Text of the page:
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privacy

Privacy can mean different things to different people. What many people used to consider “private” is now shared quite freely with the entire world. The question is more then, “How can I keep the things I truly want private isolated from the things I want to share?” The options range from basic common sense up to elaborate isolation strategies.

Basic measures would be to not use common login names for different services, not using major hub services for logins (Facebook, Google, Discus, Twitter etc.), using ad blockers to prevent tracking and profile building (including denying most cookies) and various browser extensions designed to stop websites from setting tracking codes to follow you around.

Intermediate measures are somewhat more involved. This includes checking your browsers for their “fingerprint” - which may be much more distinctive than most people realize, as it may include not only the OS and browser you are using, but all the fonts installed on your system (plus any other plugins you have installed) and many more data points. Disabling JavaScript and removing all plugins goes a long way to “anonymizing” your footprint on the Internet. The trade off is that most modern websites are of course heavily dependent on JavaScript. Activating these features can be done on a case-by-case basis if JavaScript is truly needed. 

Advanced measures bring us to fully cloaking your identity. The Tor browser is the most popular method for this. However, just using Tor browser alone will not truly mask you properly. One must “Torify” the other apps that may be running and enable them to use the proxy Tor provides to the system. Additionally, installing a very strict firewall/filter program (such as Little Snitch for Mac) will go a long way to suppressing extraneous communications that may publish your IP address or other data.

The Ultimate systems are “live os” images that are essentially single-use images. TailsOS is the best known of these. Every time it is booted, it is a fresh copy of the OS running plus all data is only sent over the Tor network.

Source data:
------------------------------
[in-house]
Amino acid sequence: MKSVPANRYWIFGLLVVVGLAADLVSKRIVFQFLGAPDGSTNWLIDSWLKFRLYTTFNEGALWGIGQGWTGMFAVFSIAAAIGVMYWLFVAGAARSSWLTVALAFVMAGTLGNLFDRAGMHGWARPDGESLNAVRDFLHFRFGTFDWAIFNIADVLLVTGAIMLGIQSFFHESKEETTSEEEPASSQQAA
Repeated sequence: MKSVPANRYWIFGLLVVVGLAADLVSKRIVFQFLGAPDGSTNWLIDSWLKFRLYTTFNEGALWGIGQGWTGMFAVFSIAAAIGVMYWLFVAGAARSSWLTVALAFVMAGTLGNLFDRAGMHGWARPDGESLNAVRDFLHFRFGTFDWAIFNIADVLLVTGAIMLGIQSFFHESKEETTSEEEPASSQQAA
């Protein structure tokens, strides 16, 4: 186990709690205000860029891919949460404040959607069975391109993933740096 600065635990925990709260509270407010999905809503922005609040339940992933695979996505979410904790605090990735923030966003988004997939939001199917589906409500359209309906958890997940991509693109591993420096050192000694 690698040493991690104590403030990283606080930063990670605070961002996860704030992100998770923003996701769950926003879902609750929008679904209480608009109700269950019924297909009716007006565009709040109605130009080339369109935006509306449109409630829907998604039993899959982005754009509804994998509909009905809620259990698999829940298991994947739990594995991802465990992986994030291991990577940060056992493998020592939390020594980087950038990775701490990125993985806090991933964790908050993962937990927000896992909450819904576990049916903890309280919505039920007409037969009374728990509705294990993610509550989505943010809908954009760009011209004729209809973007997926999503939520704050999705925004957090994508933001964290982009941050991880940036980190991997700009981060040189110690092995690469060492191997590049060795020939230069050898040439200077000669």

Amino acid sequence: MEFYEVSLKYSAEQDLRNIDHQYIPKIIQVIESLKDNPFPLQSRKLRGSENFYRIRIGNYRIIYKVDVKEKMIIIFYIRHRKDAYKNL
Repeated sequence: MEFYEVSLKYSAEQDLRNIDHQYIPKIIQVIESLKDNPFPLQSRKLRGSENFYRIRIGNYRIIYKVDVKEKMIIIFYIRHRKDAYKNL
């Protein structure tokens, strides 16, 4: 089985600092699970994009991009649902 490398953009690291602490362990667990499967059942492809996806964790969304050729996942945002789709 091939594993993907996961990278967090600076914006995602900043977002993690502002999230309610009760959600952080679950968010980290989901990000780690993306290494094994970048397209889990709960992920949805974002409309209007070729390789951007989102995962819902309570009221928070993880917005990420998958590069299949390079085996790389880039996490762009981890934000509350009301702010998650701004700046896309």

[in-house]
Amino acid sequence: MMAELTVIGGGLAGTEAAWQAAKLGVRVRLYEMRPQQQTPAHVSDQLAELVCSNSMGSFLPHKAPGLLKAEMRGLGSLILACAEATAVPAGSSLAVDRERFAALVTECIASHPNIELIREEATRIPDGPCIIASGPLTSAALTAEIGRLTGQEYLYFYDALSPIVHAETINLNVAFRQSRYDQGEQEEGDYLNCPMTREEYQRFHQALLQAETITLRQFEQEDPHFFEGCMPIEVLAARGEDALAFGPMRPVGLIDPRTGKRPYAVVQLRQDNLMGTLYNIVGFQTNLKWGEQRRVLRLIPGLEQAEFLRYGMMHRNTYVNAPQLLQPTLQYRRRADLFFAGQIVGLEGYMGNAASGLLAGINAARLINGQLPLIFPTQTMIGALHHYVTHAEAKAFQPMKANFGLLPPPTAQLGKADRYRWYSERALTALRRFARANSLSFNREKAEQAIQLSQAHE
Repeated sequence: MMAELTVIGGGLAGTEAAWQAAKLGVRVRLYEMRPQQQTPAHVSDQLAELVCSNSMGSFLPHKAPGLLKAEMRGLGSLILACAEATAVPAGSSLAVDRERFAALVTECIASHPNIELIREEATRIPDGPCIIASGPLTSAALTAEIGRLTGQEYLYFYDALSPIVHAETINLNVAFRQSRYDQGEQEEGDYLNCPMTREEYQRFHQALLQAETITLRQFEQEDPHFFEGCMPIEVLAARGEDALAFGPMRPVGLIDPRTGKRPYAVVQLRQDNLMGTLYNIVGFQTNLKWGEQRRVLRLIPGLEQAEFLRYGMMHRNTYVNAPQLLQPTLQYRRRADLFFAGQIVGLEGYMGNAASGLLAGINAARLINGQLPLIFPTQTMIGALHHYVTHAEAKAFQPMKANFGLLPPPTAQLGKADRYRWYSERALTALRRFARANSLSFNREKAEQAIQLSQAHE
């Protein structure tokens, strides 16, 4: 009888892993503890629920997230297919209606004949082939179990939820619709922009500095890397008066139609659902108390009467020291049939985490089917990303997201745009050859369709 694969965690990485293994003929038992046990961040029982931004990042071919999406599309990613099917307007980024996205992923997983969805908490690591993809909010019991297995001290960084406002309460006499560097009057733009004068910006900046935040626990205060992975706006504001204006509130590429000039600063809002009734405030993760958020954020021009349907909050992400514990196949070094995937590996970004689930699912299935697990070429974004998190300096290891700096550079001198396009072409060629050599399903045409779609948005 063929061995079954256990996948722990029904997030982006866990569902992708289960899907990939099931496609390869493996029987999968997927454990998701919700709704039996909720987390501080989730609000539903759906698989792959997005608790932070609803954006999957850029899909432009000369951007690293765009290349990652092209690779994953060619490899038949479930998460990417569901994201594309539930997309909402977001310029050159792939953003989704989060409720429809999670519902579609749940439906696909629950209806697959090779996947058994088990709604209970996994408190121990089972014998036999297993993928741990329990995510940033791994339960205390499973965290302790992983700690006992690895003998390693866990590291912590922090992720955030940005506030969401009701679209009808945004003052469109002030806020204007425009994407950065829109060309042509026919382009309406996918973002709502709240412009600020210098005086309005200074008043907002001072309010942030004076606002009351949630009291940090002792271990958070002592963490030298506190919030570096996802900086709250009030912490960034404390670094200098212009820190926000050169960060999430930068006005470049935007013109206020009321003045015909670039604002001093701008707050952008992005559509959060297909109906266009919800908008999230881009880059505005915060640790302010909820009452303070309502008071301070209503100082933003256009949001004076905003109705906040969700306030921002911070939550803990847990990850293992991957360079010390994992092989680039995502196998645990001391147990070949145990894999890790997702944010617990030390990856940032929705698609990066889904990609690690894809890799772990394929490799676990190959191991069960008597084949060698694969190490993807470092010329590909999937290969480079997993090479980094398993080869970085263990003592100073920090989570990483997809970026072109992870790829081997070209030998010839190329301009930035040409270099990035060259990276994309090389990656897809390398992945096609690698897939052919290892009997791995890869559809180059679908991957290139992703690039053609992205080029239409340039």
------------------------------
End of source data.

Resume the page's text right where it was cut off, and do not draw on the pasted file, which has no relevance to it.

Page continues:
On the crypto currency side, the first, easiest and most basic step is to not continually use the same address for all of your transactions. With modern wallet implementations, every address should be used only twice - once to receive funds, then once again to spend them. This prevents people from using the extremely easy method of just checking how much "balance" is available at your known address. Imagine if your bank card balance was continually published on the bank's website for all to see!

More sophisticated methods of obfuscating a "balance" of bitcoins involves shared coin transactions where the origins of coins become difficult to discern. 

 

Where these two worlds (general Internet privacy & cryptocurrency privacy) come together is that one should be very careful when accessing one's coins if one is to keep the balances private. All it could take would be possibly collating browser fingerprints to connect your real world identity to an online wallet session. 

Lastly, we consider the strict "Know Your Customer" (KYC) regulations put in place by practically a crypto/fiat exchanges. 

One should never send funds to such exchanges directly from an address that carries the bulk of your funds, as the remainder of the funds would be provably belonging to you. Do you really want the exchange (who is beholden to regulators) to know the full extent of your holdings?

Financial privacy is the fastest eroding of our basic privacy rights in these days. It's up to you to hold onto this right using the best tools at hand. 

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